You're out for a pint, minding your own business, when your beer-nerd friend—everyone has one—starts on a rant about the full, rich, enticing body of their chosen brew. Though mildly annoying, that friend's on to something.
When people talk about a beer's body they're basically talking about malt. Malt gives beer that lingering flavour, the one you remember. Think of it this way: Hops punch you in the palate, malts hug you and tell you everything is OK.
And soon these mediating little grains will be malted right here.
Alan Stewart, the man behind Nova Scotia's first malt house, Horton Ridge Malt & Grain Co. in Hortonville, is getting ready to release his first batch of local malt. He calls it craft malting, and says it's the next step in carrying the same philosophies behind craft beer, back through the supply chain.
This year Stewart's facility will be malting grains imported from Saskatchewan—Nova Scotia doesn't grow enough here to handle the 200 tonnes he needs. But that's something Stewart is working on changing.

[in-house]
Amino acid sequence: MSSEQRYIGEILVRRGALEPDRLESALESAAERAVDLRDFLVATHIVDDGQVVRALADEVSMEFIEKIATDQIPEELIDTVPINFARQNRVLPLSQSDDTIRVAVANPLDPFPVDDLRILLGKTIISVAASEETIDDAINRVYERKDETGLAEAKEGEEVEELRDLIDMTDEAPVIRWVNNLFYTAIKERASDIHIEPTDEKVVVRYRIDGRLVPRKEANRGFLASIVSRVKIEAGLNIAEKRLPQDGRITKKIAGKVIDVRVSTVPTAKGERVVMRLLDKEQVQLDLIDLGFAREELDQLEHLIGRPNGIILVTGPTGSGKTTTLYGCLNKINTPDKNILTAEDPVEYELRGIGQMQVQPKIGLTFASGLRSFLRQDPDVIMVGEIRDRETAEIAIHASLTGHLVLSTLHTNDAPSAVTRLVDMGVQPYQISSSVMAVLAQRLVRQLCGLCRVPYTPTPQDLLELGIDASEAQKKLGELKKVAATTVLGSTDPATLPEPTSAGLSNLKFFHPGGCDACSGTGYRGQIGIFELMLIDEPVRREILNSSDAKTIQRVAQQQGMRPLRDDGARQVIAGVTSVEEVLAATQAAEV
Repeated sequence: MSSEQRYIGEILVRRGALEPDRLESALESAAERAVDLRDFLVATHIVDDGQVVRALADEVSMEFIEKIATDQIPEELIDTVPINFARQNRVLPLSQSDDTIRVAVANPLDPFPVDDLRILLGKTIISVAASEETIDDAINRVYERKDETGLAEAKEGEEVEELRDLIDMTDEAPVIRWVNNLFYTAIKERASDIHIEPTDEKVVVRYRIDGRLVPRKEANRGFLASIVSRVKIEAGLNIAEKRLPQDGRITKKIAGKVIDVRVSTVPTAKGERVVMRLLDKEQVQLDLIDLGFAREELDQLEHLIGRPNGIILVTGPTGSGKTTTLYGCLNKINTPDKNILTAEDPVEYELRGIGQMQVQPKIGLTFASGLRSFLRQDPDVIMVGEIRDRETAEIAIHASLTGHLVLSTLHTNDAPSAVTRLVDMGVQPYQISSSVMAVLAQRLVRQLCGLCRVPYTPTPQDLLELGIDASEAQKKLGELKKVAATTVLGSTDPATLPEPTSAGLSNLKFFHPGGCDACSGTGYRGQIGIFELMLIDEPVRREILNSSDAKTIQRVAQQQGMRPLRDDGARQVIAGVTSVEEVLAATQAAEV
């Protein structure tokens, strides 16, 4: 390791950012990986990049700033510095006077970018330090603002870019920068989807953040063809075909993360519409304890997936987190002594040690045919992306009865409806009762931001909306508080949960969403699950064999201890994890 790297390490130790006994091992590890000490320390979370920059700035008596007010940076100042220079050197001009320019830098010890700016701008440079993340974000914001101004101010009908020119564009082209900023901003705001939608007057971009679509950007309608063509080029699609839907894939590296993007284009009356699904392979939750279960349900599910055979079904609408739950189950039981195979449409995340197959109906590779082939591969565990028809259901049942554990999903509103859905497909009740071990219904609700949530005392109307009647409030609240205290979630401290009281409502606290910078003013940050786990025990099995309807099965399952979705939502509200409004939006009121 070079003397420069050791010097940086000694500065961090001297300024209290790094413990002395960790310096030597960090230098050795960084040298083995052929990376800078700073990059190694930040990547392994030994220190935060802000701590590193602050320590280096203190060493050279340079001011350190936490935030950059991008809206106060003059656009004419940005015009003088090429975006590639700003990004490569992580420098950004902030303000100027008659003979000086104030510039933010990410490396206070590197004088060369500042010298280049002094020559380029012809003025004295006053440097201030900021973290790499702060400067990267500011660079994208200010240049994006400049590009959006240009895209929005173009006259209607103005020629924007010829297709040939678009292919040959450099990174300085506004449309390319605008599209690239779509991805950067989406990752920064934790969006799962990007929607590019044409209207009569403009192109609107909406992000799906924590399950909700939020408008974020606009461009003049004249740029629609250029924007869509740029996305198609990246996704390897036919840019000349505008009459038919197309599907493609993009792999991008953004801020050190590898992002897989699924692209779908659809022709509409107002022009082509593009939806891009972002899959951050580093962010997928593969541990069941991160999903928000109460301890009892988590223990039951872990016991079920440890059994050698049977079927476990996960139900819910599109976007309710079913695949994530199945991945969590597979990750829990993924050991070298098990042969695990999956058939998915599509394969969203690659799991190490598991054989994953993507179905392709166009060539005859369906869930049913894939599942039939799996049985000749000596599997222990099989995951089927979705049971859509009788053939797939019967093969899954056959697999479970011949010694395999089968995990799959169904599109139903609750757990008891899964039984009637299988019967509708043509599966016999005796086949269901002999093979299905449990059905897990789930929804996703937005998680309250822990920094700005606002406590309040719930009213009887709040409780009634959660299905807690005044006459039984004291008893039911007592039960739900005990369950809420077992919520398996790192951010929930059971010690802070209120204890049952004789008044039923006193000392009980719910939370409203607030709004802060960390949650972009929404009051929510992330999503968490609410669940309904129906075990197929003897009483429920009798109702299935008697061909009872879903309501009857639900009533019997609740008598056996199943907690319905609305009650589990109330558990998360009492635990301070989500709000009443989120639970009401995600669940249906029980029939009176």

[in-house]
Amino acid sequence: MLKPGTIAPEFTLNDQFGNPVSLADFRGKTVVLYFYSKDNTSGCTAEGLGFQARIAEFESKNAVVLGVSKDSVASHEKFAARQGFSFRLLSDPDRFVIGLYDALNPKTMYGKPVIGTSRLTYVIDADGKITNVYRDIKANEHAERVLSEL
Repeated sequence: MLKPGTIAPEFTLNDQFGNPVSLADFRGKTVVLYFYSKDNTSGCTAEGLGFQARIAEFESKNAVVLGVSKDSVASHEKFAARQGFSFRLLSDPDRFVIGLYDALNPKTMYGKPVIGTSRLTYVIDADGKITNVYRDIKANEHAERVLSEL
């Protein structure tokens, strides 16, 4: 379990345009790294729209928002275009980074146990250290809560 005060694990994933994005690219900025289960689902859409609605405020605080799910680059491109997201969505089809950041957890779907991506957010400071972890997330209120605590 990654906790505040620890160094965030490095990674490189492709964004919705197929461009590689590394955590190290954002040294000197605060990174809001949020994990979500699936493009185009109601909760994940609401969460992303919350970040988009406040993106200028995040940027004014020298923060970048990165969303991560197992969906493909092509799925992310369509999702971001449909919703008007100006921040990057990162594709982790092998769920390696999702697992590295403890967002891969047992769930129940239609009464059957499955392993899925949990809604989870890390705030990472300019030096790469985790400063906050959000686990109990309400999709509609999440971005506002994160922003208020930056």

"Right now there's a gap between in the supply chain. We've started an industry and it's going to take a few years for farmers to catch up," he says. "With that said, I have a rye field across from the malt house and as early as next fall we could be supplying up to a quarter of our own grain needs."
Set to hit the market in April, brewers across the province are already excited about what the new malts could mean. Jeremy White, of Cape Breton's Big Spruce Brewery, says Stewart's malts could be very unique and that uniqueness could be the magic ingredient behind some really cool brews.
"If we're growing rye and malting it locally, think of the possibilities," he says. "A rye-PA with locally malted and grown grains, locally grown hops and good old well-water—that's a real Nova Scotian beer."